I think Todd F #16 has hit the nail on the head. I can’t believe someone as smart and educated as Rand Paul doesn’t know how old the earth is. He is a politician and has to tell his people what they want to hear. I’m just glad that we don’t have these kinds of discussions here in Europe.

  19. Gerry says:


    The point I was trying to make was just because a person calls themselves a Christianand studies the Bible, it does not mean they do not believe in anthropogenic climate change.
    The evidence from the Bible and what science says about the age of the earth (and a hundred million galaxies of so) is not in conflict unless one misinterprets what the Bible says. The Bible and science have both suffered from interpretation problems.
    Like you, I believe according to the evidence presented. That also means we will not always agree because of how we interpret the evidence.

  20. Esop says:

    I have seen numerous claims that Spencer is a young earth creationist, but if that is true remains to be seen. He is a creationist, though, and that severely reduces his credibility when it comes to any scientific issue.
    This is the case for a decent portion of the denialist movement, and this needs to be stressed. A sizeable chunk of the public (at least outside the US) will change their mind regarding the denier claims when they learn that these “scientist” deny many fields of science, not just climate science. One would think this would be interesting stuff for an eager and deep digging journalist, but climate change deniers seem to live in some sort of a sanctuary, shielded from reality as well as not having to answer questions from the media regarding the failure of their theories, ties to fossil fuel interest and bad science in general.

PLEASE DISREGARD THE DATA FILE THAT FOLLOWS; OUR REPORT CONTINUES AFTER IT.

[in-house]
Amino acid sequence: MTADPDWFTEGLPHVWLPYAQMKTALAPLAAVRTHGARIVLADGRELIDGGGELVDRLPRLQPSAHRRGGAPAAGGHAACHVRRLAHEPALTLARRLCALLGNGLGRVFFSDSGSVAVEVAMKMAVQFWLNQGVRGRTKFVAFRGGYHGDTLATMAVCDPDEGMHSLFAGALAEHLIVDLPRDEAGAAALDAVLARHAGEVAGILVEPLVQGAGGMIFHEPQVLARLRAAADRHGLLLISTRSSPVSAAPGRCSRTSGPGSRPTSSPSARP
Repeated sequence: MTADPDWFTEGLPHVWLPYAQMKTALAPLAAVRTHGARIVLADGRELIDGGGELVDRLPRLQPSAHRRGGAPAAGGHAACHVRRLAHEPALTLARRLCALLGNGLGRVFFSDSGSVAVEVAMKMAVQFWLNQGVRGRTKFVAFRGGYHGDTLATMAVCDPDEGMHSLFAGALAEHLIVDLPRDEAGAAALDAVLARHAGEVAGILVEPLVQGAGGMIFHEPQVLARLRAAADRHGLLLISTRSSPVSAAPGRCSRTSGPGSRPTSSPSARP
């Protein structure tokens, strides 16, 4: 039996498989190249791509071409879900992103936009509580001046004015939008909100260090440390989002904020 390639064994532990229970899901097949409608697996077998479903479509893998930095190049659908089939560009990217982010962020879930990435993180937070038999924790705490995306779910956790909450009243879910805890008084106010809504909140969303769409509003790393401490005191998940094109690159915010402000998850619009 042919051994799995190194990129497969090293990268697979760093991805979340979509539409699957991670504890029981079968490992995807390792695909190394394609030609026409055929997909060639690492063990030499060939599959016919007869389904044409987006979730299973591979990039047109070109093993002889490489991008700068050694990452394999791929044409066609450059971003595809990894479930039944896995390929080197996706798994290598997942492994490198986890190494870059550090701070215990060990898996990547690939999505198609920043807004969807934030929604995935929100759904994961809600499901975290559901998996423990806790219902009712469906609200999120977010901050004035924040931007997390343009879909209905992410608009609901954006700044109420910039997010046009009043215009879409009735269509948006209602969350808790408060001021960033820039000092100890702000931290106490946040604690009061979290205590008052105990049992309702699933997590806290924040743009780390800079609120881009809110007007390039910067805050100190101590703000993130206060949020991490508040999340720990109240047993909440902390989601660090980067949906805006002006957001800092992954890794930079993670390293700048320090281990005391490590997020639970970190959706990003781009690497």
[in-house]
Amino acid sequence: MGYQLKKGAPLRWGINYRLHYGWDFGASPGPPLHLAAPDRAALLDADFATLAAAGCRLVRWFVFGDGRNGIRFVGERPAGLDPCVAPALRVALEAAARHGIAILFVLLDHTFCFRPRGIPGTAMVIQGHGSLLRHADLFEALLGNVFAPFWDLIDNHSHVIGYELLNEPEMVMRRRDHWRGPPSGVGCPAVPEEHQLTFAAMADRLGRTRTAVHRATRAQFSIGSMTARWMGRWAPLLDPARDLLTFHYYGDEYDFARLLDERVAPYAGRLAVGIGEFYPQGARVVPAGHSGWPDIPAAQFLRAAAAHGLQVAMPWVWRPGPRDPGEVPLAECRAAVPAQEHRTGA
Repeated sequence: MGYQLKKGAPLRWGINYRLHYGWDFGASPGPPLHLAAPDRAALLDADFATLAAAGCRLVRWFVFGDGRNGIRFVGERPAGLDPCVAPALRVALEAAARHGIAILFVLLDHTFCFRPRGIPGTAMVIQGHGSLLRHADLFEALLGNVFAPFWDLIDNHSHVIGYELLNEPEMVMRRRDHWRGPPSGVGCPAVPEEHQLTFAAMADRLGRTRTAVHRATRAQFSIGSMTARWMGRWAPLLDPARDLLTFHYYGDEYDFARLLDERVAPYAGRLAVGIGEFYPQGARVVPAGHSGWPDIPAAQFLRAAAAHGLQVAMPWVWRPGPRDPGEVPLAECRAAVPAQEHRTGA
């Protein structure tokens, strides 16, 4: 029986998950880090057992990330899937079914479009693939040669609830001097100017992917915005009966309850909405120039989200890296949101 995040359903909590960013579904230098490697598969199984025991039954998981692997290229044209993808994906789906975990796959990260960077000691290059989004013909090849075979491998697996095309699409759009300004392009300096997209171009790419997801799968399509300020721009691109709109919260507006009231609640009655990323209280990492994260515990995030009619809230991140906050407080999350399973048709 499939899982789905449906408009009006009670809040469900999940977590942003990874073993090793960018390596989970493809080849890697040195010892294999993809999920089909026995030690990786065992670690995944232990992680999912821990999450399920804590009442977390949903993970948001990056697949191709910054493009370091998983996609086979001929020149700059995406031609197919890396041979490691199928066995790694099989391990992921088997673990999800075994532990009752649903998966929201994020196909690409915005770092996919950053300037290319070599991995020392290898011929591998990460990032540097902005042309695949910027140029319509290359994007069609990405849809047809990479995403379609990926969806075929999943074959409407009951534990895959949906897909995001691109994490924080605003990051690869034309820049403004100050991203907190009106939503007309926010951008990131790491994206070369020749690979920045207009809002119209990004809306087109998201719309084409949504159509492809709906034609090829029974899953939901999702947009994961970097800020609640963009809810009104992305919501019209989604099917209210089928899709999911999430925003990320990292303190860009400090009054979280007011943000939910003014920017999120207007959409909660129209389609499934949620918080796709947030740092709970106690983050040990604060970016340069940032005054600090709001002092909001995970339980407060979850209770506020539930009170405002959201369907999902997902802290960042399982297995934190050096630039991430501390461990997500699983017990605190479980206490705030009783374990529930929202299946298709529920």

21. mike roddy says:

    Esop, I believe that the reason the creationist deniers are shielded from scrutiny is that there is a marriage of convenience between them and the oil and coal companies. A major media outlet won’t investigate them. We are going to have to depend on Rolling Stone and various outlier online organs.

    A commenter asked me to verify my statement that Spencer believes the earth is 6,000 years old. Since I can’t recall or dig up the source, I withdraw the charge.

  22. mike roddy says:

    However… Spencer describes evolution as a religion, thinks that increased CO2 could be beneficial or part of a natural cycle, has been accused of manipulating temperature data, and photoshopped the cover of his book. Like Lindzen, he is the darling of far right denier gatherings sponsored by the George Marshall Institute.

    I could go on, but you get the picture. Deltoid and Desmogblog have more background here.

    As for Spencer’s illustrating the paleo record in a talk, Religious Right people bifurcate that one all the time, using logic that eludes me. They will say this is what the science says, but the Bible timeline is also correct. Huh?

    I don’t think the fossil fuel people behind them are always that ignorant- the ones I’ve met are more commonly church hypocrites, who use religious fanatacism for their own ends (mainly making and hanging on to money).

  23. Leif says:

    The question is not “how old is the Earth” but how much older will a livable earth become? It is clear that the answer to that question is not in the billion, millions, or even thousands of years. We are getting down to hundreds of years by looking at a number of different lines of scientific evidence. The value of science is the reliability of what it can tell us about the future.

    Medical science can anticipate future health concerns to allow early mitigation, often simple life style changes.

    Artillery science uses gravity, wind, air temperature and more to plot a course to their target.

    Space science can thread a needle on a distant planet.

    Atmospheric science, almost to the man, continues to warn of serious trouble in the near future and the window for life style changing is rapidly closing. “Tipping points,” by the bunches, will assure that push will progress to shove at which point it is all down hill…

    Just a matter of time and not all that long. One generation?
    Two or three generations?
    Any one think we got 4 or 5 generations left?

  24. Michael Tucker says:

    With little or no CO2 reduction I think we will be pretty well screwed by 2050.